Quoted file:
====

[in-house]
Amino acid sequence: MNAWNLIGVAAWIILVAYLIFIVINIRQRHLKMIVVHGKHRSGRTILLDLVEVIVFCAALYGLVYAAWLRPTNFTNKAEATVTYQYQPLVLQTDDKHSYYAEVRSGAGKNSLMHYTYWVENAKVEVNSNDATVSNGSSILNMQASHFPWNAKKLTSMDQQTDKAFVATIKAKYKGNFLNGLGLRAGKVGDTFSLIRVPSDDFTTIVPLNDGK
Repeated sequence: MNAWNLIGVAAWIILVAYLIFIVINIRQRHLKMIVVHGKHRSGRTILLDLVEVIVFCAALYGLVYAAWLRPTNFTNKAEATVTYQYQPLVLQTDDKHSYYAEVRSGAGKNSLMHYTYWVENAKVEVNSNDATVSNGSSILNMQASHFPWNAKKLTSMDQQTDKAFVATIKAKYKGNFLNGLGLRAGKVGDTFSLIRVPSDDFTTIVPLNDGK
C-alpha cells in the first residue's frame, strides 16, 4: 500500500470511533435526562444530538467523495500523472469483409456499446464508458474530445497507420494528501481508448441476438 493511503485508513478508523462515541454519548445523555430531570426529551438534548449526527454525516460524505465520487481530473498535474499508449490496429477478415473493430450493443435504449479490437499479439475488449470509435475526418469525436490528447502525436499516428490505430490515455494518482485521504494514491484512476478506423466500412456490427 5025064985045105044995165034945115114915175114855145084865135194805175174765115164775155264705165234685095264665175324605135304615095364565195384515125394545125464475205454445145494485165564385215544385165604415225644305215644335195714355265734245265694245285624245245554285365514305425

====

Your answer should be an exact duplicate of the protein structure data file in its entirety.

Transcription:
[in-house]
Amino acid sequence: MNAWNLIGVAAWIILVAYLIFIVINIRQRHLKMIVVHGKHRSGRTILLDLVEVIVFCAALYGLVYAAWLRPTNFTNKAEATVTYQYQPLVLQTDDKHSYYAEVRSGAGKNSLMHYTYWVENAKVEVNSNDATVSNGSSILNMQASHFPWNAKKLTSMDQQTDKAFVATIKAKYKGNFLNGLGLRAGKVGDTFSLIRVPSDDFTTIVPLNDGK
Repeated sequence: MNAWNLIGVAAWIILVAYLIFIVINIRQRHLKMIVVHGKHRSGRTILLDLVEVIVFCAALYGLVYAAWLRPTNFTNKAEATVTYQYQPLVLQTDDKHSYYAEVRSGAGKNSLMHYTYWVENAKVEVNSNDATVSNGSSILNMQASHFPWNAKKLTSMDQQTDKAFVATIKAKYKGNFLNGLGLRAGKVGDTFSLIRVPSDDFTTIVPLNDGK
C-alpha cells in the first residue's frame, strides 16, 4: 500500500470511533435526562444530538467523495500523472469483409456499446464508458474530445497507420494528501481508448441476438 493511503485508513478508523462515541454519548445523555430531570426529551438534548449526527454525516460524505465520487481530473498535474499508449490496429477478415473493430450493443435504449479490437499479439475488449470509435475526418469525436490528447502525436499516428490505430490515455494518482485521504494514491484512476478506423466500412456490427 5025064985045105044995165034945115114915175114855145084865135194805175174765115164775155264705165234685095264665175324605135304615095364565195384515125394545125464475205454445145494485165564385215544385165604415225644305215644335195714355265734245265694245285624245245554285365514305425